For example, the recent memoir "Everybody's Got Something" by "Good Morning America" anchor Robin Roberts lists as "Usually ships within 2 to 5 weeks" on Amazon, although Barnes & Noble's website shows it as shipping within 24 hours. Typically, Amazon ships books within a few days.
However, the shift doesn't seem to affect all Hachette books. Malcolm Gladwell's "David and Goliath: Underdogs, Misfits, and the Art of Battling Giants" shows immediate availability from both Amazon and Barnes & Noble.
Hachette sent a statement to CBS MoneyWatch noting that while it doesn't normally comment on negotiations with retailers, "we have been asked legitimate questions about why many of our books are at present marked out of stock with relatively long estimated shipping times" at Amazon. Hachette said it is "satisfying all Amazon's orders promptly" but that Amazon is "holding minimal stock" and "slowly" restocking some titles.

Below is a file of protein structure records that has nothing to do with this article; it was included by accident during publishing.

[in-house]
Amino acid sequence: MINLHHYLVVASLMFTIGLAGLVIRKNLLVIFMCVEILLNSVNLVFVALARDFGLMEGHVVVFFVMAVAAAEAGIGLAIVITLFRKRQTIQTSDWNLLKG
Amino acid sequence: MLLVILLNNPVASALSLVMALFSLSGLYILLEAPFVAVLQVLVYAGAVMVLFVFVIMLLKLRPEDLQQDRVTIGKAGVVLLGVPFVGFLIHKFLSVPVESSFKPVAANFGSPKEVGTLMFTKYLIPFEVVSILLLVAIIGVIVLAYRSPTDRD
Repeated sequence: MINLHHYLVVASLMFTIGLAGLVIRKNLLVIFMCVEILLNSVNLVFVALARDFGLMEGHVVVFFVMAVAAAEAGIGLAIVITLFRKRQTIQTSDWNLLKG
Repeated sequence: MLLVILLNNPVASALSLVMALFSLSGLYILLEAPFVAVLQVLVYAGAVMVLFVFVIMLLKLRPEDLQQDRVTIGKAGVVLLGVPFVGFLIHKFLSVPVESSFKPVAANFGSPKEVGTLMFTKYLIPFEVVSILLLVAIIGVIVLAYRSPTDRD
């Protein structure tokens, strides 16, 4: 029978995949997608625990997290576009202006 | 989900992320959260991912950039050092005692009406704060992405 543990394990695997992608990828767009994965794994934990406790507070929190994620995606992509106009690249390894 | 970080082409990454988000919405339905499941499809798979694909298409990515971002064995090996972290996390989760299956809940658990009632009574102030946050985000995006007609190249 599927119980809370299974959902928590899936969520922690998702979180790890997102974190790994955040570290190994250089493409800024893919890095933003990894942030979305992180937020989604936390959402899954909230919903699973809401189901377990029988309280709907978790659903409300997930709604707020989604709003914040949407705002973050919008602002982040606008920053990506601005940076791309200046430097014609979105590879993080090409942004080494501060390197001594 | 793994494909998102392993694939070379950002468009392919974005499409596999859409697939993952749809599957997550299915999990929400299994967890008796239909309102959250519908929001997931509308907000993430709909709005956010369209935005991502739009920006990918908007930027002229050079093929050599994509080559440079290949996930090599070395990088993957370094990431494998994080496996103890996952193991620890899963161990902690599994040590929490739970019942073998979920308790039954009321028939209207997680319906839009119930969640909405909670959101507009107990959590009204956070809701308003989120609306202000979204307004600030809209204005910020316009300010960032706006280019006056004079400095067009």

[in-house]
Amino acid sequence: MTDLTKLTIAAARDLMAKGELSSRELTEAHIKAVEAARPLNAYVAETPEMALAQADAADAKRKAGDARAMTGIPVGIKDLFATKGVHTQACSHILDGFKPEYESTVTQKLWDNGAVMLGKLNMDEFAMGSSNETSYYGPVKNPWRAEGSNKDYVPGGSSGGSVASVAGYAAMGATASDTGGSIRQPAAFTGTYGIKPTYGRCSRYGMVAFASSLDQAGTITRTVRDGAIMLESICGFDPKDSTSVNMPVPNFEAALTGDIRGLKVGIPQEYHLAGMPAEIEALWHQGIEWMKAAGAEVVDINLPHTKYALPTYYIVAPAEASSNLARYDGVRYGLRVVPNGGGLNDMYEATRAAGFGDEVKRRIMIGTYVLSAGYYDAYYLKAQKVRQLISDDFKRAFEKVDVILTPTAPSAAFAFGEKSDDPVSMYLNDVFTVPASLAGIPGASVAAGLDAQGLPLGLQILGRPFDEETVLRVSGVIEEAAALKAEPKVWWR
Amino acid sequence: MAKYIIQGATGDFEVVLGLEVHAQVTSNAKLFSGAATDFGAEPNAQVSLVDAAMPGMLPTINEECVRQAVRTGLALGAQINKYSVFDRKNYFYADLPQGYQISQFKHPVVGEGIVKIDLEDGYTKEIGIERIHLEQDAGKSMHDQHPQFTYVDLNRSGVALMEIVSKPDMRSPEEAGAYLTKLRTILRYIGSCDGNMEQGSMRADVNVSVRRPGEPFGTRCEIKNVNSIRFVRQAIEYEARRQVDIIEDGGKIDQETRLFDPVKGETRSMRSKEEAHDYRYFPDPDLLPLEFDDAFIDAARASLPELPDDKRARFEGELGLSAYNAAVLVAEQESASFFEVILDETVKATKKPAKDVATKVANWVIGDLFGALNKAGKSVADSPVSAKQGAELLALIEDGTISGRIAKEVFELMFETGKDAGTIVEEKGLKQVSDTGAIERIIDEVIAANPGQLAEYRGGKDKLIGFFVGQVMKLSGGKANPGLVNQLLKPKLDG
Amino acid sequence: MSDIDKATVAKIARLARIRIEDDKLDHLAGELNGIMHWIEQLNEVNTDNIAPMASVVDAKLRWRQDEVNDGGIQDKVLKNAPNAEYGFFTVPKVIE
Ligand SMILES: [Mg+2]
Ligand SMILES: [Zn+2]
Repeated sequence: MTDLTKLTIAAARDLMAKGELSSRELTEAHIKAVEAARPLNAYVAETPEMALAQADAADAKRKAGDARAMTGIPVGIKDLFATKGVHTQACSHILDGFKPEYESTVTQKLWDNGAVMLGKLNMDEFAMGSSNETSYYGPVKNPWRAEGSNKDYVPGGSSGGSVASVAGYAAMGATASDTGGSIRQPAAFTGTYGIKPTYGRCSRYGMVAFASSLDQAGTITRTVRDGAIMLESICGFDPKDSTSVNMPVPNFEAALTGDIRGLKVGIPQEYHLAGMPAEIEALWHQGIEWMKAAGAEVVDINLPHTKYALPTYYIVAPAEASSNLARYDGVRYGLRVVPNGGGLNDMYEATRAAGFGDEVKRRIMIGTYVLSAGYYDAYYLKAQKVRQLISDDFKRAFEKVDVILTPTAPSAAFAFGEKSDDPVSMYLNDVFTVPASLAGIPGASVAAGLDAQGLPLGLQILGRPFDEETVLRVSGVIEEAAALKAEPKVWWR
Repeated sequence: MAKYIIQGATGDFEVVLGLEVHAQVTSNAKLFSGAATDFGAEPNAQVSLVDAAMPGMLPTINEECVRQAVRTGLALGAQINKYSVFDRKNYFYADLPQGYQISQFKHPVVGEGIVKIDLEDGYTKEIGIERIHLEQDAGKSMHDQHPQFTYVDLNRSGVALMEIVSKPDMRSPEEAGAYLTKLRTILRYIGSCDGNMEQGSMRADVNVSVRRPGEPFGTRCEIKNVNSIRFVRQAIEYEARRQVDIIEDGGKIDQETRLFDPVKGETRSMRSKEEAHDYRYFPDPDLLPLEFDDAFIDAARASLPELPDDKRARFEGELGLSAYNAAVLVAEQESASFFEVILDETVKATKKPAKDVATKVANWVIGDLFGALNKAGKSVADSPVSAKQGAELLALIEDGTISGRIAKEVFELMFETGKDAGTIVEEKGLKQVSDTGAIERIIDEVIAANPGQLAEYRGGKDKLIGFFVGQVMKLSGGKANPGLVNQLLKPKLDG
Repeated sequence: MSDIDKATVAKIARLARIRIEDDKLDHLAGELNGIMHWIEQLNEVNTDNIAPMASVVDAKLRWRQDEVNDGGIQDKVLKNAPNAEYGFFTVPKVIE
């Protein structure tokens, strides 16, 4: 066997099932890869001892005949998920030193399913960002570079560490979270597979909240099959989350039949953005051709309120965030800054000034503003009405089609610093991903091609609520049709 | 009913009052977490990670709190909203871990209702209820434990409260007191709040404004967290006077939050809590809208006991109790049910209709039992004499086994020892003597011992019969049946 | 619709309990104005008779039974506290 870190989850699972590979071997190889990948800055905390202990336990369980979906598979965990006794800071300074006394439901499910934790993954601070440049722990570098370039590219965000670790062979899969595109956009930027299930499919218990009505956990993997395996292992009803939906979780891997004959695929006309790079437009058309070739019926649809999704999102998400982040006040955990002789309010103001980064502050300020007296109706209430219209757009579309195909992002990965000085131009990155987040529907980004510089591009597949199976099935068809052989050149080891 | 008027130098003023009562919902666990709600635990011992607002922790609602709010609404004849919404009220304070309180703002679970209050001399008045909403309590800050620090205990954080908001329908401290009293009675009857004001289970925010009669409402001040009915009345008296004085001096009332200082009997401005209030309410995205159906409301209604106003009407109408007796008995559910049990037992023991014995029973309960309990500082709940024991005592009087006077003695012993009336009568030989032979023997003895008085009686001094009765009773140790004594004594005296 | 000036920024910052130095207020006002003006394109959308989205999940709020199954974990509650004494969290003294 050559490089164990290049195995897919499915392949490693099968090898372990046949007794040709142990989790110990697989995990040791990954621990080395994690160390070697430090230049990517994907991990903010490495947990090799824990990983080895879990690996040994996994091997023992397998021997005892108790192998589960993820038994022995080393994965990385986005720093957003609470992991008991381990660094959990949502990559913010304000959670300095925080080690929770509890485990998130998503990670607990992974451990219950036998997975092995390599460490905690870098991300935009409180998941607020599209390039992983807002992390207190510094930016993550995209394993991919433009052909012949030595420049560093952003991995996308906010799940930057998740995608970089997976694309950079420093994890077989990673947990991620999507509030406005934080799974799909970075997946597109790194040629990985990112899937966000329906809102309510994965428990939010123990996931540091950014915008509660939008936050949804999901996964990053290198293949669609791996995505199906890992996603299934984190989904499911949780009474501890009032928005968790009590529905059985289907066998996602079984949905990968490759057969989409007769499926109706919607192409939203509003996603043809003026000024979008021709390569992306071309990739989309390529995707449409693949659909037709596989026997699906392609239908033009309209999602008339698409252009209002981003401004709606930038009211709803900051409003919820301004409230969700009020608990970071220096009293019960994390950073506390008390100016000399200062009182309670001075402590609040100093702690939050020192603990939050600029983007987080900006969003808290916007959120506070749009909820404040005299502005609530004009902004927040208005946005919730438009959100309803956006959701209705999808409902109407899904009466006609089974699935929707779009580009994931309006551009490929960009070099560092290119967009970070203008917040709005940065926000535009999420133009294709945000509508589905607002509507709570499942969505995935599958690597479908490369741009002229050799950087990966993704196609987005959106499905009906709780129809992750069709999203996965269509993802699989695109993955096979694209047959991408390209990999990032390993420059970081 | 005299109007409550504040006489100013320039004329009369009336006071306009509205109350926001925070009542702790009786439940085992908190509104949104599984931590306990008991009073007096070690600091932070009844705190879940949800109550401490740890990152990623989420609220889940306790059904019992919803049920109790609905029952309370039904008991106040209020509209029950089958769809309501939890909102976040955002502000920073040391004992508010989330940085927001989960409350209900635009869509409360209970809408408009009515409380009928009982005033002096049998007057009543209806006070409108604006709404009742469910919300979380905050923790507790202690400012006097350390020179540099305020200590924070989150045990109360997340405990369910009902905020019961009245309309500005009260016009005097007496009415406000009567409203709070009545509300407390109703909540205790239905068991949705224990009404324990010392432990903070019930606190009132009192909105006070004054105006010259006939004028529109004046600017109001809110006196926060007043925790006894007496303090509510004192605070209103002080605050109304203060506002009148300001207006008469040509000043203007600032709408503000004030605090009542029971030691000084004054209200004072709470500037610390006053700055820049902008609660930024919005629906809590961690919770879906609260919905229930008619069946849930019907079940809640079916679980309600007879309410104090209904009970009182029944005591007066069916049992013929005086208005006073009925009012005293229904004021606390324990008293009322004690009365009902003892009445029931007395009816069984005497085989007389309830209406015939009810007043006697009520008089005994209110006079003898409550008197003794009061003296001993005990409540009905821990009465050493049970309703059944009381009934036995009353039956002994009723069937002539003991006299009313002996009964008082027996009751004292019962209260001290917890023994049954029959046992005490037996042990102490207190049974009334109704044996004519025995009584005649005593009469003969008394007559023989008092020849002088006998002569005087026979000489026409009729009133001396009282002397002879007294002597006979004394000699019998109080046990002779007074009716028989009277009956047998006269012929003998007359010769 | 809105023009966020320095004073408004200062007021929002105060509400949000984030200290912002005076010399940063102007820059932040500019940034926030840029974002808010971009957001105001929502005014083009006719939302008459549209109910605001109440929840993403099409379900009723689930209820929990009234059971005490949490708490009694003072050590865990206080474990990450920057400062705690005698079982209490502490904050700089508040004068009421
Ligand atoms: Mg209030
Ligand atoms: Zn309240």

Amazon hasn't responded to a CBS MoneyWatch request for comment.
A number of authors have complained that they're bearing the brunt of the dispute. Some say Amazon has ceased discounting their books, which caused a significant drop in their sales. Others claim Amazon is also promoting competing titles.
It could be that Amazon is pushing for more favorable terms or discounts, given it apparently has previously used availability on its site as a lever. A dispute with publisher Macmillan over e-book prices in 2010 led to the "buy" buttons on many of Amazon listings for the company's titles being removed.
According to author Brad Stone, whose book "The Everything Store: Jeff Bezos and the Age of Amazon" came out last year, Amazon became more demanding over time as its sales volume became more significant. Small publishers allegedly faced even more pressure, with CEO Jeff Bezos reportedly saying Amazon "should approach these small publishers the way a cheetah would pursue a sickly gazelle."
In 2012, Amazon's U.K. branch allegedly pressured some members of its marketplace, where small companies sell a variety of goods, to increase prices on other websites so that Amazon's pricing wouldn't be higher.
Although Amazon isn't technically close to being a monopoly, it does hold strong sway over the publishing industry. According to publishing consultant Joe Berger, "one or two major players controls the lion's share of the business and a dispute between a publisher and that large distributor can be a disaster."